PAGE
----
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What is the pelvic floor?

Pelvic floor function is very important in the maintenance of both bladder and bowel continence, and sexual function in both men and women

Pelvic floor function is very important in the maintenance of both bladder and bowel continence.

The pelvic floor is a funnel-shaped structure. It is a sling of muscles and ligaments which support the organs in the lower pelvis, the bladder and bowel, and in females the vagina. The sling is attached to the pubic bone at the front and the coccyx at the back.

To understand the structure of the pelvic floor it is helpful to look at it diagrammatically:

Diagram of pelvic organs

Above: the pelvic organs and pelvic floor muscles

The diagram above shows the sling of pelvic floor muscles and it demonstrates the relationship with the bladder/vagina/rectum in the female.

How does the pelvic floor work?

When the pelvic floor contracts, the internal organs are lifted and the sphincters and opening to the vagina, urethra and anus tighten. When the pelvic floor relaxes this allows for the passage of urine and faeces.

The pelvic floor is also important for sexual function in both sexes, in men for erectile function and ejaculation, and in females a voluntary contraction contributes to sexual sensation and arousal.

The diagram below shows a bird’s eye view of the pelvic floor of a female:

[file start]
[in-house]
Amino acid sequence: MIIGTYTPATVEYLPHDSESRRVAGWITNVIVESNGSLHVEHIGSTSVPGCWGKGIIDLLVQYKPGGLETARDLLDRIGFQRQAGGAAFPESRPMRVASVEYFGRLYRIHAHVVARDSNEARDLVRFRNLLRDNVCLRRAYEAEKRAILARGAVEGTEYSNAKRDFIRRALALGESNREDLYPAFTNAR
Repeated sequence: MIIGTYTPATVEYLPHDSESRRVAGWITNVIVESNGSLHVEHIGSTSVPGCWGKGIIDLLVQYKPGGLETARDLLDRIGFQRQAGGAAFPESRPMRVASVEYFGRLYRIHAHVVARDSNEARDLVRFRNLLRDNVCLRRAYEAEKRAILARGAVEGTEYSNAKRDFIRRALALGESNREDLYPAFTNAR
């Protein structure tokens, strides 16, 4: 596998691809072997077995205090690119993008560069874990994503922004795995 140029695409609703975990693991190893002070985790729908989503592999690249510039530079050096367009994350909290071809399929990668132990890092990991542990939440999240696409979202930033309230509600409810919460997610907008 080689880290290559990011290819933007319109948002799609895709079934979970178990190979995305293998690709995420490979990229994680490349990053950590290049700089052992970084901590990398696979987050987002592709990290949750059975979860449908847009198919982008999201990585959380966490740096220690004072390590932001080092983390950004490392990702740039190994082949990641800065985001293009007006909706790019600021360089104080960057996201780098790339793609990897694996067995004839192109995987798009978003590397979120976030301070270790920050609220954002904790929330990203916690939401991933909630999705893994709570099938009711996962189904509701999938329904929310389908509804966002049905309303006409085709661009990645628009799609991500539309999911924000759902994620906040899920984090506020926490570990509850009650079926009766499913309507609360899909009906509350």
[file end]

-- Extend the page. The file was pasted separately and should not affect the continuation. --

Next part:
Diagram of pelvic floor muscles Above: ‘Bird’s eye view’ of the pelvic floor muscles of a female.

From this view (above), the pelvic floor looks like a ‘pudding basin’ and the three openings in the pelvic floor — the urethral hiatus, the vaginal canal and the rectal hiatus — can clearly be seen.

It also shows the position of the main pelvic floor muscles — the puborectalis, the pubococcygeus, the iliococcygeus and the coccygeus.

The urogenital hiatus is an anteriorly positioned gap which allows for the passage of the urethra in males and the urethra and vagina in females, therefore allowing for urination.

The rectal hiatus is a posteriorly positioned gap which allows for the passage of the anal canal, therefore allowing defaecation.

© Association for Continence Advice. CC BY-NC 4.0
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Understanding Continence Promotion: Effective Management of Bladder and Bowel Dysfunction in Adults

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